Drakensberg C-47TP crash investigation completed and reviewed


The investigation in the crash that claimed the lives of 11 SA Air Force (SAAF) members and the loss of C47TP (tail number 6890) more than five years ago was completed 11 months after the crash in October 2013.

The board of inquiry completed its work and was reviewed by the SAAF Aviation Safety Board in March 2014.

This answer was given to defenceWeb by Brigadier General Hilton Smith, Director: SAAF Corporate Staff Services, more than three months after it was posed. The question was prompted by an approach made to the opposition Democratic Alliance (DA) party shadow defence minister Kobus Marais by the family of the flight crew who died.

Marais said he had been approached by family of pilot Captain Zack Smith and co-pilot Major Kurt Misrole in January because they “felt let down” by the SAAF.
“Indications are no final information about the crash was ever given to the families,” he said adding he would take the matter further and ask why Parliament’s Joint Standing Committee on Defence (JSCD) had not had sight of the report of the SAAF board of inquiry into the crash.
“It is important for the families to get closure and for the SAAF to ensure similar incidents do not happen in future,” Marais said.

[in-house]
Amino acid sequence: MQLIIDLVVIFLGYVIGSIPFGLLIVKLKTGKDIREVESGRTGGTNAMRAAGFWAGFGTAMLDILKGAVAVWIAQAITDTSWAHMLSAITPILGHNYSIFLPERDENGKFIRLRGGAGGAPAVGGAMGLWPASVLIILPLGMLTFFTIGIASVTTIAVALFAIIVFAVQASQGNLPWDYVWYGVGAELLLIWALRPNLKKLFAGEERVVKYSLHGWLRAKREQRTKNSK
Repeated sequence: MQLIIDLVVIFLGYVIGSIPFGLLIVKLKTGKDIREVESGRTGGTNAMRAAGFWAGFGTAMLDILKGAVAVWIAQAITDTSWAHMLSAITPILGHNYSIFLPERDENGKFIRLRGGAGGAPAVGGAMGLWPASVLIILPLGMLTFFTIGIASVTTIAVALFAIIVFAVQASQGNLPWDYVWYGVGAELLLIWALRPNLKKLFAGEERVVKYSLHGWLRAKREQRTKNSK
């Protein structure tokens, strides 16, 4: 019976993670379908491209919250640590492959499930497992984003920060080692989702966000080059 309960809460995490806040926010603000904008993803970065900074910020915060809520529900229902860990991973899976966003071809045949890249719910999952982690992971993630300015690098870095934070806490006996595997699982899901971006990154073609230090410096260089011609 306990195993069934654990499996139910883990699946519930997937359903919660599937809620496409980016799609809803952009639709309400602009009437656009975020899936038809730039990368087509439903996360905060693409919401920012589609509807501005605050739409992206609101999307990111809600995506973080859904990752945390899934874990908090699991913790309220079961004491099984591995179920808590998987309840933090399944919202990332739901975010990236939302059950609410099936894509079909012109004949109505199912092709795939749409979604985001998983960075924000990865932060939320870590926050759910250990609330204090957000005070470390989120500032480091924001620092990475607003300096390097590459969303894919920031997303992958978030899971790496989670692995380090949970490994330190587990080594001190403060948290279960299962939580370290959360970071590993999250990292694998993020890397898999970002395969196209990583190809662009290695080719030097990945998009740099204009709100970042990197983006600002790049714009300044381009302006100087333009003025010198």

He can now follow the same advice given to this publication by Smith, that of lodging a request for access to information for a summary of the crash in terms of the Promotion of Access to Information Act or table a question for response by the Minister at a JSCD meeting.

The C-47TP crashed in the Drakensberg mountains in bad weather while flying from AFB Waterkloof to Umtata and was the worst non-combat accident recorded in 50 years of South African military flying. In 2015 SA National Defence Union (Sandu) national secretary Pikkie Greeff said a preliminary report stated the flight deck crew were forced to fly in poor weather after they indicated the weather was bad and recommended the flight be aborted. Greeff said the officials who ordered the flight were not court martialled as they should have been.

Last week defenceWeb reported that 35 Squadron, which operated the final, ill-fated flight of aircraft 6890, was grounded. This was based on the response to a Parliamentary question.

An airworthiness directive with regard to control cables on all eight of the more than 70-year-old C-47TP aircraft operated by the AFB Ysterplaat-based squadron had apparently been complied with by the end of last week. Two military aviation enthusiasts in Cape Town reported a pair of the aircraft flying.

The C-47TPs were grounded during September/October last year leaving the SAAF with no dedicated maritime patrol ability.

The squadron has five aircraft in maritime configuration at its disposal along with two transport configured and a single electronic warfare outfitted airframe. Smith said problems reported with engine cradles on the C-47TP were due to normal “wear and tear” and currently do not influence serviceability.